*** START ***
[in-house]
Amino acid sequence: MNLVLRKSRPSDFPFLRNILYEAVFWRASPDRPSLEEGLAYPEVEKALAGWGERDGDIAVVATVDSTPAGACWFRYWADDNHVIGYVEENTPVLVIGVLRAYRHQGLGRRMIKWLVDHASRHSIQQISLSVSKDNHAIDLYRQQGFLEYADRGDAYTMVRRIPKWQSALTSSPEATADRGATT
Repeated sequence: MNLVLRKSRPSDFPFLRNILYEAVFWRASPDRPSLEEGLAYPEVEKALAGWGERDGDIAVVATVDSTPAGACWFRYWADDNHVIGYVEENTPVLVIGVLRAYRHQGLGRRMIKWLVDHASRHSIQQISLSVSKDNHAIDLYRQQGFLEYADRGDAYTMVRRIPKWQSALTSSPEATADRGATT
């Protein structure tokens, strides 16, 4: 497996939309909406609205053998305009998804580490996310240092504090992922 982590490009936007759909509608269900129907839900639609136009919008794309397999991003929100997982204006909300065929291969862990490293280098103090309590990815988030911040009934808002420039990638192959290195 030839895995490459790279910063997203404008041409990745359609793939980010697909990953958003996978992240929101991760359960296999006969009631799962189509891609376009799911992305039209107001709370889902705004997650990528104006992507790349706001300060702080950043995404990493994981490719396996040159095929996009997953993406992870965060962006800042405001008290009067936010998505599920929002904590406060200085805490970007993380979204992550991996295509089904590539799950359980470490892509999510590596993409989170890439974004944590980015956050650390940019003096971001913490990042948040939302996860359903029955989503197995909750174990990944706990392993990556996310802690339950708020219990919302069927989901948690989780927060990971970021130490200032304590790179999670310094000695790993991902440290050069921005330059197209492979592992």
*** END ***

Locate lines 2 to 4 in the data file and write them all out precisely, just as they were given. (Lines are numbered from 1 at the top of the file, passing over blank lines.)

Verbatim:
Amino acid sequence: MNLVLRKSRPSDFPFLRNILYEAVFWRASPDRPSLEEGLAYPEVEKALAGWGERDGDIAVVATVDSTPAGACWFRYWADDNHVIGYVEENTPVLVIGVLRAYRHQGLGRRMIKWLVDHASRHSIQQISLSVSKDNHAIDLYRQQGFLEYADRGDAYTMVRRIPKWQSALTSSPEATADRGATT
Repeated sequence: MNLVLRKSRPSDFPFLRNILYEAVFWRASPDRPSLEEGLAYPEVEKALAGWGERDGDIAVVATVDSTPAGACWFRYWADDNHVIGYVEENTPVLVIGVLRAYRHQGLGRRMIKWLVDHASRHSIQQISLSVSKDNHAIDLYRQQGFLEYADRGDAYTMVRRIPKWQSALTSSPEATADRGATT
């Protein structure tokens, strides 16, 4: 497996939309909406609205053998305009998804580490996310240092504090992922 982590490009936007759909509608269900129907839900639609136009919008794309397999991003929100997982204006909300065929291969862990490293280098103090309590990815988030911040009934808002420039990638192959290195 030839895995490459790279910063997203404008041409990745359609793939980010697909990953958003996978992240929101991760359960296999006969009631799962189509891609376009799911992305039209107001709370889902705004997650990528104006992507790349706001300060702080950043995404990493994981490719396996040159095929996009997953993406992870965060962006800042405001008290009067936010998505599920929002904590406060200085805490970007993380979204992550991996295509089904590539799950359980470490892509999510590596993409989170890439974004944590980015956050650390940019003096971001913490990042948040939302996860359903029955989503197995909750174990990944706990392993990556996310802690339950708020219990919302069927989901948690989780927060990971970021130490200032304590790179999670310094000695790993991902440290050069921005330059197209492979592992």